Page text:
The River City Girls are back, and this time they have company.
After saving their boyfriends in the first outing, Misako and Kyoko are foolish to think that they’re going to be able to spend the rest of their school days without any more trouble. This time they’ve really angered a powerful member of the Yakuza, and if they want to save River City they’ve got to walk the streets while fighting adversaries yet again. But at least in River City Girls 2 their boyfriends are free to back them up. And there are other alliances to be made, too.
The apple hasn’t fallen far from the tree with River City Girls 2. This is very much a sequel to River City Girls; bigger and certainly better, but not brave enough to rock the boat in any way. For a start there are six playable characters: Misako and Kyoko, of course, as well as Kunio, Riki, and two guests, Marian and Provie. Aside from each character having their own unique look, they all have their own range of skills, too. And so there are plenty of opportunities to keep the gameplay fresh by switching between them.
That does come with some issues, though. Like the first game, River City Girls 2 once again has RPG elements. And so as you explore River City, beating up goons, yakuza members and fellow students as you go, you’ll gain experience and level up, improving your stats. Food and other items can also be purchased from stores and consumed, granting permanent stat bonuses. The trouble is, characters kept in reserve level up at a much slower rate. So, if you wish to swap to another mid-game, you may have to do some serious grinding to get them up to scratch.
Another element of the first game rears its head here too, to once again frustrate some players: backtracking. Some won’t mind the more exploratory nature of River City Girls 2, especially as the world this time around has more rewards in store for being nosey. For others, however, revisiting areas time and time again will prove to be a bit of a drag. At least the fast-travel system makes it easier to move from one district to another.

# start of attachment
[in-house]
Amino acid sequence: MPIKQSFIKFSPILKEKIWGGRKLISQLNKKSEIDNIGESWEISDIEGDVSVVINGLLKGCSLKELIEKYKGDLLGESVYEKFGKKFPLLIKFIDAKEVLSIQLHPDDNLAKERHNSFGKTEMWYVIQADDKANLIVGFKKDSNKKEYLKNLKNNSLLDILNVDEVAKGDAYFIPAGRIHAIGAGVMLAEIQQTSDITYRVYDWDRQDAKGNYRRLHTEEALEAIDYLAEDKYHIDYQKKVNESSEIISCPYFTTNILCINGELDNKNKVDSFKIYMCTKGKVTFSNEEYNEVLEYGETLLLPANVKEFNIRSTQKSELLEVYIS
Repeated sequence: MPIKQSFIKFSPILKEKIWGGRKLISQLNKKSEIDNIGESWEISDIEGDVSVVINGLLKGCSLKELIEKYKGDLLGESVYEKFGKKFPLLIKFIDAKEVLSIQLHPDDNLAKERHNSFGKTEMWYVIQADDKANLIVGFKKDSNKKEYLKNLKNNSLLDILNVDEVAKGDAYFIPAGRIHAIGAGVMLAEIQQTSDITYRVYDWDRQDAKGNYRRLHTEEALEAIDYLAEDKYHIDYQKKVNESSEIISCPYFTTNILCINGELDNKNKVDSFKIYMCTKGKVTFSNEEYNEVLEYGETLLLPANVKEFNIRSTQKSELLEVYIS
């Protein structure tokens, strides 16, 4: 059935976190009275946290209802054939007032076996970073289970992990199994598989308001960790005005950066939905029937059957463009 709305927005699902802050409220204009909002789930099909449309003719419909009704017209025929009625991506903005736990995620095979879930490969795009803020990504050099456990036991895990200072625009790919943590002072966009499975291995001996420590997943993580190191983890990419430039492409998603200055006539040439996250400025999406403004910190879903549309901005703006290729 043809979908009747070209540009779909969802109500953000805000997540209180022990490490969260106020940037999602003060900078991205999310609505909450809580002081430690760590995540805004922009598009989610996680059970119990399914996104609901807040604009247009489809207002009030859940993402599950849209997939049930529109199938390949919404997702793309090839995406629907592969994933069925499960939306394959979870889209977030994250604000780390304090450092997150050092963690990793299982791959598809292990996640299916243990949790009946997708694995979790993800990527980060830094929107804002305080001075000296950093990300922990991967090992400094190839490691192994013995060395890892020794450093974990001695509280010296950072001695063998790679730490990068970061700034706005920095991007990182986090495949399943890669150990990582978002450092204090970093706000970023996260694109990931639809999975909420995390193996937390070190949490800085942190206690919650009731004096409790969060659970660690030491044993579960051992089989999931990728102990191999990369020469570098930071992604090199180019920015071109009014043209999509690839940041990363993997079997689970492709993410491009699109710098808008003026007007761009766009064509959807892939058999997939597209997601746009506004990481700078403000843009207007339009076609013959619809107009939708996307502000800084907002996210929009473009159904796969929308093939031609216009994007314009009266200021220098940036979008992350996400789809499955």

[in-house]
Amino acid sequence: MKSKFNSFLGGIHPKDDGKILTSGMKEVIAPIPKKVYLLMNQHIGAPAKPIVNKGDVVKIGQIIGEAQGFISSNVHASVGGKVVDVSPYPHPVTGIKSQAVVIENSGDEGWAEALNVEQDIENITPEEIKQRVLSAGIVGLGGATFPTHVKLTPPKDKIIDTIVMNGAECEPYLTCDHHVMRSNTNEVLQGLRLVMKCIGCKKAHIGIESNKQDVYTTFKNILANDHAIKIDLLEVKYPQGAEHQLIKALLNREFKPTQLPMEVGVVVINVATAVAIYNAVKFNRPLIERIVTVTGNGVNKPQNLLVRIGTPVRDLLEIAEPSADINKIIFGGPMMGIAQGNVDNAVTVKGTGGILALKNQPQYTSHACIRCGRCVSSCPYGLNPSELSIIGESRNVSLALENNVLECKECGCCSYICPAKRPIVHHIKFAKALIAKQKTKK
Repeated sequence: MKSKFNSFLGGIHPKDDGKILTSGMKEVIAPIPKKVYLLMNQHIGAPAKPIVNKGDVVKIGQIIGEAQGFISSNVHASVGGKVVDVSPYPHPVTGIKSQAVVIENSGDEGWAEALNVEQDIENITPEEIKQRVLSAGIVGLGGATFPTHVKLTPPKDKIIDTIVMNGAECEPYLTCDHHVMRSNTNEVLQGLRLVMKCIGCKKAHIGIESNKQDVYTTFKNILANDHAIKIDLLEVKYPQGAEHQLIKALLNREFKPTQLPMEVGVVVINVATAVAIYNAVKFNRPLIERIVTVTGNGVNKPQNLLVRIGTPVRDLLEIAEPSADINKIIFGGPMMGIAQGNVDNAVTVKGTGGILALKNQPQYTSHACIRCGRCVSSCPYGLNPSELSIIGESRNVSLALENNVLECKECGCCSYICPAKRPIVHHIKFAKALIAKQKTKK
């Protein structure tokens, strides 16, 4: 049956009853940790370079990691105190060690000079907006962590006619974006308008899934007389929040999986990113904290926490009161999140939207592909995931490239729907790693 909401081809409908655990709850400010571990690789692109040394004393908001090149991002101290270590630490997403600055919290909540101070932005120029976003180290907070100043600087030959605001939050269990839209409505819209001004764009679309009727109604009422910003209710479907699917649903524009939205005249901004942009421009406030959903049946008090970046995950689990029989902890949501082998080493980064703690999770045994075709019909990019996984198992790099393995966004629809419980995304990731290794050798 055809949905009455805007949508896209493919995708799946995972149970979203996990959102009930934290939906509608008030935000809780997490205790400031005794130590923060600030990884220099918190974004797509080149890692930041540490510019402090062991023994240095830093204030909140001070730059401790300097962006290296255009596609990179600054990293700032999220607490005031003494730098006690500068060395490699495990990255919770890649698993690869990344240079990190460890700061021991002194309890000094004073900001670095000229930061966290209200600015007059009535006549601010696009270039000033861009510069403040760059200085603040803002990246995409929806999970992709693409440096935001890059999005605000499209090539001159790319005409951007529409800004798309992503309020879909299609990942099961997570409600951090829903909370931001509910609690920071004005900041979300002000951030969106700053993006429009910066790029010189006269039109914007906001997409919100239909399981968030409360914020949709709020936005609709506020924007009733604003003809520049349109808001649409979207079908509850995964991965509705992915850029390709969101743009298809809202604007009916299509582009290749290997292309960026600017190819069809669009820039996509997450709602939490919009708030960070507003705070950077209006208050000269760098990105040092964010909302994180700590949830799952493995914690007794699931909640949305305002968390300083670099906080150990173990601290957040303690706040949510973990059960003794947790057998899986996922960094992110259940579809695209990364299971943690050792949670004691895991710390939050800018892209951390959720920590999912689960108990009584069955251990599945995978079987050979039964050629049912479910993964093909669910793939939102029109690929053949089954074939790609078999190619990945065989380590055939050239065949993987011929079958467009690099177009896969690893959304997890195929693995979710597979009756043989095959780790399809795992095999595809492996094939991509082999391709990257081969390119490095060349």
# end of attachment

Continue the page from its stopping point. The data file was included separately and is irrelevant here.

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Mostly everything else we can say about River City Girls 2 is positive, though. The combat is improved, with new moves such as launchers and the introduction of elemental properties making things feel deeper and fresh. The buddy system has been expanded too, with you now able to hire more powerful allies at a cost, or simply recruit those you’ve defeated in battle. And then there’s the addition of more optional quests, some of which switch up the gameplay in fun ways. You might find yourself tasked with winning a game of dodgeball, for example.
Even the boss fights have been tinkered with. They’re not perhaps quite as tight, but they’re more outlandish this time around. It’s more important than ever to learn patterns, avoid hazards and look for openings. They can be more frustrating if you don’t keep your wits about you and pace yourself, but on the whole they’re definitely more interesting and entertaining.
It’s just a shame that if you jump into River City Girls 2 at launch, bugs might sully the experience a little. While infrequent visual inconsistencies can be easily overlooked, things like bosses warping to the top of the screen and getting stuck are much more bothersome. Thankfully such occurrences aren’t commonplace, and hopefully they’ll be patched out soon.
It’s safe to say that if you were a fan of River City Girls, you’re going to love River City Girls 2. But with that, there’s nothing here that is likely to draw in new fans. It’s very much an incremental improvement and expansion of the first. There are more characters, more moves, more locations, more… everything. And with the series’ typically strong presentation, those who get absorbed in the adventure on offer here will have an absolute blast whether they play alone or in co-op.